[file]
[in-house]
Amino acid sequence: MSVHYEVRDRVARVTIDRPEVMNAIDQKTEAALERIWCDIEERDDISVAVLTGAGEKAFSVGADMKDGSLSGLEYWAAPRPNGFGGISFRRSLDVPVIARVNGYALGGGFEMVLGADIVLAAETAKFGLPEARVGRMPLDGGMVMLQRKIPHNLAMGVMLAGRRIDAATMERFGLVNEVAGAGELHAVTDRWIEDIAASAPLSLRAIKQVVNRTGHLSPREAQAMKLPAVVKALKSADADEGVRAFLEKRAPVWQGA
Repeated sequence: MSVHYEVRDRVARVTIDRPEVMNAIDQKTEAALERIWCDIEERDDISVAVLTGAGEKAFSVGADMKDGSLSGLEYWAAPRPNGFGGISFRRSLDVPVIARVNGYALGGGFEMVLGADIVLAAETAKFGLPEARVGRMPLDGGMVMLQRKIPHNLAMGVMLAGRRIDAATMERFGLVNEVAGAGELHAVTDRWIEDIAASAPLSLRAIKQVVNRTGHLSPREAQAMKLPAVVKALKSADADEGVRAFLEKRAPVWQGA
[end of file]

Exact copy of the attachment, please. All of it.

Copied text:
[in-house]
Amino acid sequence: MSVHYEVRDRVARVTIDRPEVMNAIDQKTEAALERIWCDIEERDDISVAVLTGAGEKAFSVGADMKDGSLSGLEYWAAPRPNGFGGISFRRSLDVPVIARVNGYALGGGFEMVLGADIVLAAETAKFGLPEARVGRMPLDGGMVMLQRKIPHNLAMGVMLAGRRIDAATMERFGLVNEVAGAGELHAVTDRWIEDIAASAPLSLRAIKQVVNRTGHLSPREAQAMKLPAVVKALKSADADEGVRAFLEKRAPVWQGA
Repeated sequence: MSVHYEVRDRVARVTIDRPEVMNAIDQKTEAALERIWCDIEERDDISVAVLTGAGEKAFSVGADMKDGSLSGLEYWAAPRPNGFGGISFRRSLDVPVIARVNGYALGGGFEMVLGADIVLAAETAKFGLPEARVGRMPLDGGMVMLQRKIPHNLAMGVMLAGRRIDAATMERFGLVNEVAGAGELHAVTDRWIEDIAASAPLSLRAIKQVVNRTGHLSPREAQAMKLPAVVKALKSADADEGVRAFLEKRAPVWQGA